There was a resurgence in the live music scene in early 2001, with an initial focus on the Tap 'n' Tin venue in Chatham. The essence of the original greatness of the Medway Delta Sound was revived by music and poetry evenings promoted by David Wise's Urban Fox Press, which also published several books by Medway poets and artists. In 2008. the independent arts organisation Medway Eyes was founded, specialising in music and photography. It had promoted several arts exhibitions and gigs at The Barge, that was located at 63 Layfield Road, in Gillingham (now closed) and The Nags Head at 292 High Street, in Rochester, but then in 2013 it disbanded.[41]

The Medway Poets were formed in 1975 and disbanded in 1982 having performed at the Kent Literature Festival and many others in South East England and on TV and Radio. They became a major influence to writers in the Medway Towns. From the core of this group the anti conceptual/pro painting movement of Remodernism came into being.

Recent Medway artists of note include Kid Harpoon, Crybaby Special and The Monsters, Red Light, Underground Heroes, Tyrannosaurus Alan,[42] Pete Molinari, Lupen Crook, Brigadier Ambrose, Stuart Turner and Theatre Royal.[43]

The term 'Chav', research suggests, does not derive from Chatham's name ("Chatham Average"), but is derived from the Romany word for 'youngster'. Before the Chatham Dockyard was closed down on 31 March 1984, the cultural idea of the Chav did not actually exist in the Medway Towns.[44][45]

Local media


Local newspapers for Chatham include Medway News and Medway Standard, both published by Kent Regional News and Media; and the Medway Messenger, published by the KM Group. The town also has free newspapers in the Medway Extra (KM Group) and yourmedway (KOS Media).


The local commercial radio station for Chatham is KMFM Medway, owned by the KM Group. Medway is also served by community radio station Radio Sunlightbased in Richmond road between the high street and the River Medway. The area can also receive the county wide stations BBC Radio Kent, Heart and Gold, as well as many radio stations in Essex and Greater London.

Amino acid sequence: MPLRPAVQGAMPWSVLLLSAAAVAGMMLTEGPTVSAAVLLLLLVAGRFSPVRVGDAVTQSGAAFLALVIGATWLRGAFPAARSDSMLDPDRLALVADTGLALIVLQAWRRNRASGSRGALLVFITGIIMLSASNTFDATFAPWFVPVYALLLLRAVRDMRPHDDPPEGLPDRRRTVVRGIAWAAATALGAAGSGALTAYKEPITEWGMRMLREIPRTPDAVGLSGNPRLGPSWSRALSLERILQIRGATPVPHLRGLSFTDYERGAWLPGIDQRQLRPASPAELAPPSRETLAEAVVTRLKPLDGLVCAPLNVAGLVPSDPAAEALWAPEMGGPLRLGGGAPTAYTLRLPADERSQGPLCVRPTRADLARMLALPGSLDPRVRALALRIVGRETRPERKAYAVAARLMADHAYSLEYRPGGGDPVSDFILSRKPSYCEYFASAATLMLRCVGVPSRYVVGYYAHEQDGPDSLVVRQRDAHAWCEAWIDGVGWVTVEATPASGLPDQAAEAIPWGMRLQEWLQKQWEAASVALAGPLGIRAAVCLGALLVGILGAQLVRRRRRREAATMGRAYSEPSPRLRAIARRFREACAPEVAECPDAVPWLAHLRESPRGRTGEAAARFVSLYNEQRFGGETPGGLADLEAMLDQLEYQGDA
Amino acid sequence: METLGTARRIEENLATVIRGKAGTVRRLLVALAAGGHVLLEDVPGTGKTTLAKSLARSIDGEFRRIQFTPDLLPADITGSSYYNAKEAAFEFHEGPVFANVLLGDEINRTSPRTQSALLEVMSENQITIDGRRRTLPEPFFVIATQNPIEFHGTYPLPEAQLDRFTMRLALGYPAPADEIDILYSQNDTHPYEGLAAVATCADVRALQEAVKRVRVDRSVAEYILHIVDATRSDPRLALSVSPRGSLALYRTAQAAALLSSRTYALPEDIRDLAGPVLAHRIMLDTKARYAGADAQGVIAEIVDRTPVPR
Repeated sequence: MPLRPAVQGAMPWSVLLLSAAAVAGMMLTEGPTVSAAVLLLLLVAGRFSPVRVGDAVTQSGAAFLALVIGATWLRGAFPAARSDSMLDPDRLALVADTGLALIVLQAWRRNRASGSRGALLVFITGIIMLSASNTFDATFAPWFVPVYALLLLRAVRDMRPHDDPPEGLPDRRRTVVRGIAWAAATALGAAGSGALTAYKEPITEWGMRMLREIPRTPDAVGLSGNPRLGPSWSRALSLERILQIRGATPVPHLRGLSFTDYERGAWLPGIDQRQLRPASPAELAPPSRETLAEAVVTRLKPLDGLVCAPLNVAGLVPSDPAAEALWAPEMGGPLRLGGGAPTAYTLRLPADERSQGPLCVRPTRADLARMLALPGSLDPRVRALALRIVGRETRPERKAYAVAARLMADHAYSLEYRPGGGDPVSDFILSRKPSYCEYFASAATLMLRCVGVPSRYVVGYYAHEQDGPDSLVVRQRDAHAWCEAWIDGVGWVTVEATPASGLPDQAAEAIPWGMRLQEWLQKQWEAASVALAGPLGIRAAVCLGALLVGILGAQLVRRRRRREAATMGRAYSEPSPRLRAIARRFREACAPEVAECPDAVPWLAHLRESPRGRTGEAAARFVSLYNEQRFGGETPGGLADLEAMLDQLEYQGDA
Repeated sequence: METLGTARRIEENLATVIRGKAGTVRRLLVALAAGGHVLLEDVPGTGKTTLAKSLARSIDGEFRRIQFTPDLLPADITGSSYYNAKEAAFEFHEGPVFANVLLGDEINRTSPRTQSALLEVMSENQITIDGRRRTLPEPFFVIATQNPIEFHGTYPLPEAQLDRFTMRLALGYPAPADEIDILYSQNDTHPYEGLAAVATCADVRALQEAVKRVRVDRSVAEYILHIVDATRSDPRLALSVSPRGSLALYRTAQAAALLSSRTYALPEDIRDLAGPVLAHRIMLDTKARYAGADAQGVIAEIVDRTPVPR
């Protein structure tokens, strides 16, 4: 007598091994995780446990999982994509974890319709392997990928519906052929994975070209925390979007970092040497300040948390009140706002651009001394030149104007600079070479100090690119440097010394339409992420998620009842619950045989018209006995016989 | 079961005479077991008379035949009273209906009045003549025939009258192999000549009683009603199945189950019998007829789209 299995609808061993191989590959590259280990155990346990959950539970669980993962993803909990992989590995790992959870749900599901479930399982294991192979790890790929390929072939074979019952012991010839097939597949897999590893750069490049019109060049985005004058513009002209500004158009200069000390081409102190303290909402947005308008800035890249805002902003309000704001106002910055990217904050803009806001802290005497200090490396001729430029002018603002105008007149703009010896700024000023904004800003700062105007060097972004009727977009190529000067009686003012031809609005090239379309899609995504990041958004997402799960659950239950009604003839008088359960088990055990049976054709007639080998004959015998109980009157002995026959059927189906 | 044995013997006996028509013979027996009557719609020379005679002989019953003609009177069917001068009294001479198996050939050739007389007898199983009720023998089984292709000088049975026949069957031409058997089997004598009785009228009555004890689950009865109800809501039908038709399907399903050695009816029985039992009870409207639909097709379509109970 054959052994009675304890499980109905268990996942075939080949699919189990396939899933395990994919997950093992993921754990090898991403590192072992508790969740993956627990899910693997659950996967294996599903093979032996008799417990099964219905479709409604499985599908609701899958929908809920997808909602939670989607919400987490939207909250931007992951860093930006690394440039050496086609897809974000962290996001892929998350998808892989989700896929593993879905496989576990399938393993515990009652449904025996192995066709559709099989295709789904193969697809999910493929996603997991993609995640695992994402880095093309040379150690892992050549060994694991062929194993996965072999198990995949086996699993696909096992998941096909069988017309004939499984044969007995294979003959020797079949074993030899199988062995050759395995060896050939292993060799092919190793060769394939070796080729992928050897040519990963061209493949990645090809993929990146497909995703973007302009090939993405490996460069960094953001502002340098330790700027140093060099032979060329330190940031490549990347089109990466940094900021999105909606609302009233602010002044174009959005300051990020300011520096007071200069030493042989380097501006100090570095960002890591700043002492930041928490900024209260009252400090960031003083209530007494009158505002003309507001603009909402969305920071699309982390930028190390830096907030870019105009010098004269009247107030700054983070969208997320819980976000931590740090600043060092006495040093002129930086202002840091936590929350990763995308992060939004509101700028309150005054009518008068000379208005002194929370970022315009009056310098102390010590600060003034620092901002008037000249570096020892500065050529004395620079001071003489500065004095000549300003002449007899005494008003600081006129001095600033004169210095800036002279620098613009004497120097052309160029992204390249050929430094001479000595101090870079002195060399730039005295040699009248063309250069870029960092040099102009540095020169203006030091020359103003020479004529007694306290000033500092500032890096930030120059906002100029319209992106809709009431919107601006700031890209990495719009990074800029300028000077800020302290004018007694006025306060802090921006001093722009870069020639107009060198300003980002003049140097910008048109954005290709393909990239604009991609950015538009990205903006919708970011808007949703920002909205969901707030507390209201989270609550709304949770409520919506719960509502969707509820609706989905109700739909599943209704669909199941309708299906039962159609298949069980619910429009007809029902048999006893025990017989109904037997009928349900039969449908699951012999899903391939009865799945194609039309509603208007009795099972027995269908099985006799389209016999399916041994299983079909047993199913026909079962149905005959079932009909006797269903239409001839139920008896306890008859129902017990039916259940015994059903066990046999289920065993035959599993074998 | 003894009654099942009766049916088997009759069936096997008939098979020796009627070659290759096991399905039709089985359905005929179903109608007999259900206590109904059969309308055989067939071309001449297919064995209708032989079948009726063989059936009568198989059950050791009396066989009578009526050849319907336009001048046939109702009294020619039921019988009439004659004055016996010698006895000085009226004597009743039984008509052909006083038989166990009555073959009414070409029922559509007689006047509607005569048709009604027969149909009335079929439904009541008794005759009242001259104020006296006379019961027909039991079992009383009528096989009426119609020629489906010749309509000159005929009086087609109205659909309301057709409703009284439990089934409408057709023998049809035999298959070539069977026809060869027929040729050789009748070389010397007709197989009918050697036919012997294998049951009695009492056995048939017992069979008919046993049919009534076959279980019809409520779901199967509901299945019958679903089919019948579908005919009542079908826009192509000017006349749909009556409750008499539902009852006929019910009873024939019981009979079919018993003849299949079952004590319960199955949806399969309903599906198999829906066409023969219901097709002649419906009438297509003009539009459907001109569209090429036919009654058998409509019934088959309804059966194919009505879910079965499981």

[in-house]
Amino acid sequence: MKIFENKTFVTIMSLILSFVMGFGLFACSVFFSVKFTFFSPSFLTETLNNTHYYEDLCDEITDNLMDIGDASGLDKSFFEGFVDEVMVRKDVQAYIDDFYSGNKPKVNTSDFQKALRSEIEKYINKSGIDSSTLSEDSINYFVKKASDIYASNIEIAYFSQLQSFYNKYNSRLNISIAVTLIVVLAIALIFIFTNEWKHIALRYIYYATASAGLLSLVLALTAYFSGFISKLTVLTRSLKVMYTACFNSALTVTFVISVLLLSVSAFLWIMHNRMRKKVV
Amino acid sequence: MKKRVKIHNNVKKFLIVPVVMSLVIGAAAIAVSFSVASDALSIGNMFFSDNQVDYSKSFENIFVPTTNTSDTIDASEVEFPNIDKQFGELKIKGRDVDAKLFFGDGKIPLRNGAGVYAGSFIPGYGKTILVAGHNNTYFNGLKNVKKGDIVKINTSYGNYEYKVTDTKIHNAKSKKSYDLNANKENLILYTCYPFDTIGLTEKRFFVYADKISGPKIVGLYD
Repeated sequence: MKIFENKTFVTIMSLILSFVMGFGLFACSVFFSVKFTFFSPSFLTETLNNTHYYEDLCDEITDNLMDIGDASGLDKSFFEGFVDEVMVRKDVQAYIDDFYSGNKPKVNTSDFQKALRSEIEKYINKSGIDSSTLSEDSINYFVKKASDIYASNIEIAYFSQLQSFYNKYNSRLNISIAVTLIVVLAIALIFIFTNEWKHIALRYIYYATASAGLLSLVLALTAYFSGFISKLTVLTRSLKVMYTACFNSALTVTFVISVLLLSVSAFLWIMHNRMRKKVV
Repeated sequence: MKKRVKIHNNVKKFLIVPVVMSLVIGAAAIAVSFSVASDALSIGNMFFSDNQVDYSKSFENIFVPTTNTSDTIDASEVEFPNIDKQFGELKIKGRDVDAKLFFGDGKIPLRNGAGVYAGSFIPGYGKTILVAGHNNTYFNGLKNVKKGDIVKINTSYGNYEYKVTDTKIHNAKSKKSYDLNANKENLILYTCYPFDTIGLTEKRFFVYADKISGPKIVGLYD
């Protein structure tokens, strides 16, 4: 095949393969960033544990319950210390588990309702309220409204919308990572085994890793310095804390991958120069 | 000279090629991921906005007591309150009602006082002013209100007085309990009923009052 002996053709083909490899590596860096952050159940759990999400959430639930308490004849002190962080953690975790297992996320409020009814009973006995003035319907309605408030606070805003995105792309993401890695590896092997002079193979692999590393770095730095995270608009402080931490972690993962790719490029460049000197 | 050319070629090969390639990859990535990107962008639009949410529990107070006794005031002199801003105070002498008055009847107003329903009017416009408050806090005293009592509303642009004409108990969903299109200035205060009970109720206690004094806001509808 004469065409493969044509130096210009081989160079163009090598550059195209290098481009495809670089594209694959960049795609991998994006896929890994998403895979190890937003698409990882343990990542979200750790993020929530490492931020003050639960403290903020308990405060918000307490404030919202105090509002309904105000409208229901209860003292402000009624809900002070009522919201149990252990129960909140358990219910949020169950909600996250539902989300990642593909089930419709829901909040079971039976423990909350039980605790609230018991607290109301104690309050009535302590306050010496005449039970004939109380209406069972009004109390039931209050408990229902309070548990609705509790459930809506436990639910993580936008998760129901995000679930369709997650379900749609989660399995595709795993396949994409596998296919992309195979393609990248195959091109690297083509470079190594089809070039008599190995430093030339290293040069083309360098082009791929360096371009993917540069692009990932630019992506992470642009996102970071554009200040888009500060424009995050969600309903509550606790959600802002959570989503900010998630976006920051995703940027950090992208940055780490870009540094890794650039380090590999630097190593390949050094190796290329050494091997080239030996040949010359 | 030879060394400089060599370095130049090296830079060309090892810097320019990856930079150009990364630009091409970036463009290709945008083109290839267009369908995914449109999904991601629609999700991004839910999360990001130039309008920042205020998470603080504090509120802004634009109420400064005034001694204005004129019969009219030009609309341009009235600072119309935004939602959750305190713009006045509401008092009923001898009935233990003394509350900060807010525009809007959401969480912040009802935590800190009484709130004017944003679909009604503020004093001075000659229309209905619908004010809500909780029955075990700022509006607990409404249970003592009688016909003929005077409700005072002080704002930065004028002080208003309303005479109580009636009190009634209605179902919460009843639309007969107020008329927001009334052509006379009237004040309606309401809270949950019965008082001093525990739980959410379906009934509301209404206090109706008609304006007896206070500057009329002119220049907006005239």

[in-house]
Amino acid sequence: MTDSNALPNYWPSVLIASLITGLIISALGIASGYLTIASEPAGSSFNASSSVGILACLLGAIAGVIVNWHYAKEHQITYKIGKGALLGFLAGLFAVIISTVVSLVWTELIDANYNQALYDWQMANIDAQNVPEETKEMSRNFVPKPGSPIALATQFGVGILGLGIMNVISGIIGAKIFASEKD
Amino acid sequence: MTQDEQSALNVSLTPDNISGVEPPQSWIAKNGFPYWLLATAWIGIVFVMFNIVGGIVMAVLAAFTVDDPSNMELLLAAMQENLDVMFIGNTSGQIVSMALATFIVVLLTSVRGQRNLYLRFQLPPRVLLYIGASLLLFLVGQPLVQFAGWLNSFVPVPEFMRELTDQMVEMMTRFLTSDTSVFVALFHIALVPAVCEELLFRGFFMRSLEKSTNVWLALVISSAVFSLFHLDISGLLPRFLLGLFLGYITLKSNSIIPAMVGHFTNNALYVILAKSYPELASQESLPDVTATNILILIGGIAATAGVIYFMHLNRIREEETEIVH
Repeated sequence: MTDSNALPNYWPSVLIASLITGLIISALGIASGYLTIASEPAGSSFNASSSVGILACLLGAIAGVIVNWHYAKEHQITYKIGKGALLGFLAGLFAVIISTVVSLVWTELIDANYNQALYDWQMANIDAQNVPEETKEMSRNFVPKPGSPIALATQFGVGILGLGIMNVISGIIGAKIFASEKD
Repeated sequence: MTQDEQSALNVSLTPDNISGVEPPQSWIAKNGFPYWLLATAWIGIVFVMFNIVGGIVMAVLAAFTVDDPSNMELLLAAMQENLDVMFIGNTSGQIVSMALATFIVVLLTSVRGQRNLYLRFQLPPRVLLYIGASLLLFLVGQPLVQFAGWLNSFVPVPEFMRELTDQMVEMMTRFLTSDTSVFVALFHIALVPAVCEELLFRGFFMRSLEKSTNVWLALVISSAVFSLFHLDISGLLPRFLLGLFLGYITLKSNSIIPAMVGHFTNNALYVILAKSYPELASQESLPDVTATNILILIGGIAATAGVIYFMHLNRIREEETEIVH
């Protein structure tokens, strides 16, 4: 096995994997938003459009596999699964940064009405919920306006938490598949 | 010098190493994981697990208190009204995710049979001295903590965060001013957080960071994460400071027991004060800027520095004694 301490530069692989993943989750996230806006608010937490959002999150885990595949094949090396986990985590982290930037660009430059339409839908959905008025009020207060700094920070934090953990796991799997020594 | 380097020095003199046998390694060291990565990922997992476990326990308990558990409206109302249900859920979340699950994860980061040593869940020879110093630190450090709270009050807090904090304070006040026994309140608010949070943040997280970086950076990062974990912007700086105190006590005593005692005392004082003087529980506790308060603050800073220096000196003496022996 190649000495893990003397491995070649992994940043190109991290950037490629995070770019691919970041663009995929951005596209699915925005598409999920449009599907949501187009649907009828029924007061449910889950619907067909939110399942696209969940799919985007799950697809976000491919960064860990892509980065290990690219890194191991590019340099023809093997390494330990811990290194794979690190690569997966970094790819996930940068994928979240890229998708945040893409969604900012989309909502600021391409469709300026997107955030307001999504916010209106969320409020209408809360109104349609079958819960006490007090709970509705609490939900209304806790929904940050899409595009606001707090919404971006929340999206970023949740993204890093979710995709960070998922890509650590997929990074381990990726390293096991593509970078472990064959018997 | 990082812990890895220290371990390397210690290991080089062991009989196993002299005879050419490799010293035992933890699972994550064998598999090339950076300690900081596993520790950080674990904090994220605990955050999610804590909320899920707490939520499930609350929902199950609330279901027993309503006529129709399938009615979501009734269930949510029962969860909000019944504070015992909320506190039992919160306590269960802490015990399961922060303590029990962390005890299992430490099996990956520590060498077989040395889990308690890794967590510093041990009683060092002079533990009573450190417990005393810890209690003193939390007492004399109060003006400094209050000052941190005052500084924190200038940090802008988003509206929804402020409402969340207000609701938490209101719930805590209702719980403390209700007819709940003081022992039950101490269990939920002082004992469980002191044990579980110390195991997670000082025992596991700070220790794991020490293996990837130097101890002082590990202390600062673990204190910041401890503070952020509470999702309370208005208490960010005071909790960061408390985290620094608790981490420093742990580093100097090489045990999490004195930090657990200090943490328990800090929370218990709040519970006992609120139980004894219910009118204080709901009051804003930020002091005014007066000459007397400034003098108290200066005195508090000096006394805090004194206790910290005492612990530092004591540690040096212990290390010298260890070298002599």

Local news and television programmes are provided by BBC South East and ITV Meridian from the Bluebell Hill TV transmitter, supplemented by a low power relay transmitter in the town centre.[46]

Notable people

Ordnance Terrace in October 2007

Charles Dickens lived in the town as a boy, both in 'The Brook, Chatham' and in Ordnance Terrace before Chatham railway station was built just opposite. He subsequently described it as the happiest period of his childhood, and eventually returned to the area in adulthood when he bought a house in nearby Gad's Hill. Medway features in his novels. He then moved to Rochester, a nearby town, also part of the Medway Towns.

Others who were born or who lived or live in Chatham:


Twin towns

See also


  1. ^ Population figures for all major UK towns and cities
  2. ^ A. D. Mills, A Dictionary of British Place-Names, 2003, Oxford University Press. ISBN 0-19-852758-6
  3. ^ Judith Glover, The Place Names of Kent, 1976, Batsford. ISBN 0-905270-61-4
  4. ^ "Was Catu- really Celtic for battle?" (PDF). Archived (PDF) from the original on 11 February 2015. Retrieved 22 May 2012.
  5. ^ Now a heritage site
  6. ^ "Fortified Places > Fortresses > Chatham". Archived from the original on 17 February 2007. Retrieved 4 January 2007.